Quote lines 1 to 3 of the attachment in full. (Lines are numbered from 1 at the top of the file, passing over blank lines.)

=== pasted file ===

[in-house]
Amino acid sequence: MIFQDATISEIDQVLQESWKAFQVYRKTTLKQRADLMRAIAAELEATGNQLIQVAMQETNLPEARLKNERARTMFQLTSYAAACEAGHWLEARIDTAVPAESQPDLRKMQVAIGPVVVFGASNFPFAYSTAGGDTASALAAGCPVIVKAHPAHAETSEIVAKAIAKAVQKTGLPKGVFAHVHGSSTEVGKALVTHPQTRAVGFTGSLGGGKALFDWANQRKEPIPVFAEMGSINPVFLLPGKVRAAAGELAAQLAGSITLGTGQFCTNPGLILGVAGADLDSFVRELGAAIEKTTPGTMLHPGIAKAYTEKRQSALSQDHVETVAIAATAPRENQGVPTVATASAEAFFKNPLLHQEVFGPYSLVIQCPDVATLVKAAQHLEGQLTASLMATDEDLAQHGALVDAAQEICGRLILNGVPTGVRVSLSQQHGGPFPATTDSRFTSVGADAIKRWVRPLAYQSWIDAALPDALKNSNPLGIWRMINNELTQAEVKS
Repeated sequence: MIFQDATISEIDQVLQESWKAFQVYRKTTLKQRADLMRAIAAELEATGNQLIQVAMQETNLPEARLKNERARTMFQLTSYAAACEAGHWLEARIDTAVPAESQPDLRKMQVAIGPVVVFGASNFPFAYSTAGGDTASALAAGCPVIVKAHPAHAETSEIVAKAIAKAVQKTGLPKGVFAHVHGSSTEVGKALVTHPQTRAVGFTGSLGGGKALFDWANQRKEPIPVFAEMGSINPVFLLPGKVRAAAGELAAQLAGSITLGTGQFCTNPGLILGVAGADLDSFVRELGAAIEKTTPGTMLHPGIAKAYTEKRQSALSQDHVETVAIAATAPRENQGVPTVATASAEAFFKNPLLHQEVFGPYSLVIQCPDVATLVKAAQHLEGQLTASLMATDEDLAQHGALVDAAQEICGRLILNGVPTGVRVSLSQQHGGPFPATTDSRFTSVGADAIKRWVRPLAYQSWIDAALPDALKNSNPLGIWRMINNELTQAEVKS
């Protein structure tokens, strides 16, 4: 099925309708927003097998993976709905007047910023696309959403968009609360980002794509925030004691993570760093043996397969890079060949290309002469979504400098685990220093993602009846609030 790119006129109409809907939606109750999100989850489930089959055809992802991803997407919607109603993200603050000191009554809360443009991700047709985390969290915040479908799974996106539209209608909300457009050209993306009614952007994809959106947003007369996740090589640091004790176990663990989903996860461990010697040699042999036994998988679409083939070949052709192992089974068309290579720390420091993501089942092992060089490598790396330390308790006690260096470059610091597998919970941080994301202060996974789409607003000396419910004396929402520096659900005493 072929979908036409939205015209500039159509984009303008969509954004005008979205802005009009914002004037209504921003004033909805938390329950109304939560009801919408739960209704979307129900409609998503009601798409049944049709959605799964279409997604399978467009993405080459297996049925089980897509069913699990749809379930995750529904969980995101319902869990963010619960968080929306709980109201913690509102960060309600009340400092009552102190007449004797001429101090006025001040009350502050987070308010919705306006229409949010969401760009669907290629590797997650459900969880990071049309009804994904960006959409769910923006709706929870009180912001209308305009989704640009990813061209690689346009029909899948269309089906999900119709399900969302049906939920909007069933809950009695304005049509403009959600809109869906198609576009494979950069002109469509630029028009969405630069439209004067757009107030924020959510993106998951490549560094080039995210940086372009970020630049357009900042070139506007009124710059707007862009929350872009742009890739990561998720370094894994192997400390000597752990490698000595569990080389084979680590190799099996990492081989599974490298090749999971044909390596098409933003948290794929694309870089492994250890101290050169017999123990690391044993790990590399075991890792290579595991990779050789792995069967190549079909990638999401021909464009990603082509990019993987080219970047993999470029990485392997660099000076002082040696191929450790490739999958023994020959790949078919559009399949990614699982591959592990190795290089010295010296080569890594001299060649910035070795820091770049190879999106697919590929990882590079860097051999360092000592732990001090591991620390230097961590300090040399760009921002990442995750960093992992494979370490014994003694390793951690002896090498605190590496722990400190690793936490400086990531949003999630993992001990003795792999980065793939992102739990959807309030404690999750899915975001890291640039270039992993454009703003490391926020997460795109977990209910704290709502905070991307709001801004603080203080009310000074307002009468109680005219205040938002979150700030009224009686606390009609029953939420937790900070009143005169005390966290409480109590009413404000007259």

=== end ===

[in-house]
Amino acid sequence: MIFQDATISEIDQVLQESWKAFQVYRKTTLKQRADLMRAIAAELEATGNQLIQVAMQETNLPEARLKNERARTMFQLTSYAAACEAGHWLEARIDTAVPAESQPDLRKMQVAIGPVVVFGASNFPFAYSTAGGDTASALAAGCPVIVKAHPAHAETSEIVAKAIAKAVQKTGLPKGVFAHVHGSSTEVGKALVTHPQTRAVGFTGSLGGGKALFDWANQRKEPIPVFAEMGSINPVFLLPGKVRAAAGELAAQLAGSITLGTGQFCTNPGLILGVAGADLDSFVRELGAAIEKTTPGTMLHPGIAKAYTEKRQSALSQDHVETVAIAATAPRENQGVPTVATASAEAFFKNPLLHQEVFGPYSLVIQCPDVATLVKAAQHLEGQLTASLMATDEDLAQHGALVDAAQEICGRLILNGVPTGVRVSLSQQHGGPFPATTDSRFTSVGADAIKRWVRPLAYQSWIDAALPDALKNSNPLGIWRMINNELTQAEVKS
Repeated sequence: MIFQDATISEIDQVLQESWKAFQVYRKTTLKQRADLMRAIAAELEATGNQLIQVAMQETNLPEARLKNERARTMFQLTSYAAACEAGHWLEARIDTAVPAESQPDLRKMQVAIGPVVVFGASNFPFAYSTAGGDTASALAAGCPVIVKAHPAHAETSEIVAKAIAKAVQKTGLPKGVFAHVHGSSTEVGKALVTHPQTRAVGFTGSLGGGKALFDWANQRKEPIPVFAEMGSINPVFLLPGKVRAAAGELAAQLAGSITLGTGQFCTNPGLILGVAGADLDSFVRELGAAIEKTTPGTMLHPGIAKAYTEKRQSALSQDHVETVAIAATAPRENQGVPTVATASAEAFFKNPLLHQEVFGPYSLVIQCPDVATLVKAAQHLEGQLTASLMATDEDLAQHGALVDAAQEICGRLILNGVPTGVRVSLSQQHGGPFPATTDSRFTSVGADAIKRWVRPLAYQSWIDAALPDALKNSNPLGIWRMINNELTQAEVKS